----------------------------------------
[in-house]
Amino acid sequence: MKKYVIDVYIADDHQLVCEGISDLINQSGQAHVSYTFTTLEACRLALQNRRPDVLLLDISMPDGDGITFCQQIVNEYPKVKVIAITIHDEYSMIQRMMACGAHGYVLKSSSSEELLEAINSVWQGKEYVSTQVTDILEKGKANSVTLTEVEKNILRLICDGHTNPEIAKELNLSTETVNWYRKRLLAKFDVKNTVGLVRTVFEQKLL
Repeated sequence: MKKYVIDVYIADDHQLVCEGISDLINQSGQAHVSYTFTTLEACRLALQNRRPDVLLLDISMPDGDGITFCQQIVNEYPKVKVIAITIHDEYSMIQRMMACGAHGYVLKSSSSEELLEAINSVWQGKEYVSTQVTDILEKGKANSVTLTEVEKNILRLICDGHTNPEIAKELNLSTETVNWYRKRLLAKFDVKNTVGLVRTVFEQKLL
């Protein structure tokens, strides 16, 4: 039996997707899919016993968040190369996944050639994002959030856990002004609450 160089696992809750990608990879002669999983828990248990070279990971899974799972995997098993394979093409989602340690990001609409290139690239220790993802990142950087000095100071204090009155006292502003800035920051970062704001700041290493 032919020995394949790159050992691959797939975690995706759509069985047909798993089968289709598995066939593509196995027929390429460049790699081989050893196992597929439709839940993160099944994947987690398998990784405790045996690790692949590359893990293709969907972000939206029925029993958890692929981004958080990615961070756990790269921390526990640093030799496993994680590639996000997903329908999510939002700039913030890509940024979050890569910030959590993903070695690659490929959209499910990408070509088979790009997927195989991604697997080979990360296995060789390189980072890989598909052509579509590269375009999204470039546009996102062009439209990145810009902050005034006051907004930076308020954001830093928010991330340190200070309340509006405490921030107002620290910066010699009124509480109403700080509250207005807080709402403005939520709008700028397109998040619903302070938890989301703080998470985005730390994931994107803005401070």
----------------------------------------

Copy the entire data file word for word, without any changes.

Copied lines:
[in-house]
Amino acid sequence: MKKYVIDVYIADDHQLVCEGISDLINQSGQAHVSYTFTTLEACRLALQNRRPDVLLLDISMPDGDGITFCQQIVNEYPKVKVIAITIHDEYSMIQRMMACGAHGYVLKSSSSEELLEAINSVWQGKEYVSTQVTDILEKGKANSVTLTEVEKNILRLICDGHTNPEIAKELNLSTETVNWYRKRLLAKFDVKNTVGLVRTVFEQKLL
Repeated sequence: MKKYVIDVYIADDHQLVCEGISDLINQSGQAHVSYTFTTLEACRLALQNRRPDVLLLDISMPDGDGITFCQQIVNEYPKVKVIAITIHDEYSMIQRMMACGAHGYVLKSSSSEELLEAINSVWQGKEYVSTQVTDILEKGKANSVTLTEVEKNILRLICDGHTNPEIAKELNLSTETVNWYRKRLLAKFDVKNTVGLVRTVFEQKLL
């Protein structure tokens, strides 16, 4: 039996997707899919016993968040190369996944050639994002959030856990002004609450 160089696992809750990608990879002669999983828990248990070279990971899974799972995997098993394979093409989602340690990001609409290139690239220790993802990142950087000095100071204090009155006292502003800035920051970062704001700041290493 032919020995394949790159050992691959797939975690995706759509069985047909798993089968289709598995066939593509196995027929390429460049790699081989050893196992597929439709839940993160099944994947987690398998990784405790045996690790692949590359893990293709969907972000939206029925029993958890692929981004958080990615961070756990790269921390526990640093030799496993994680590639996000997903329908999510939002700039913030890509940024979050890569910030959590993903070695690659490929959209499910990408070509088979790009997927195989991604697997080979990360296995060789390189980072890989598909052509579509590269375009999204470039546009996102062009439209990145810009902050005034006051907004930076308020954001830093928010991330340190200070309340509006405490921030107002620290910066010699009124509480109403700080509250207005807080709402403005939520709008700028397109998040619903302070938890989301703080998470985005730390994931994107803005401070």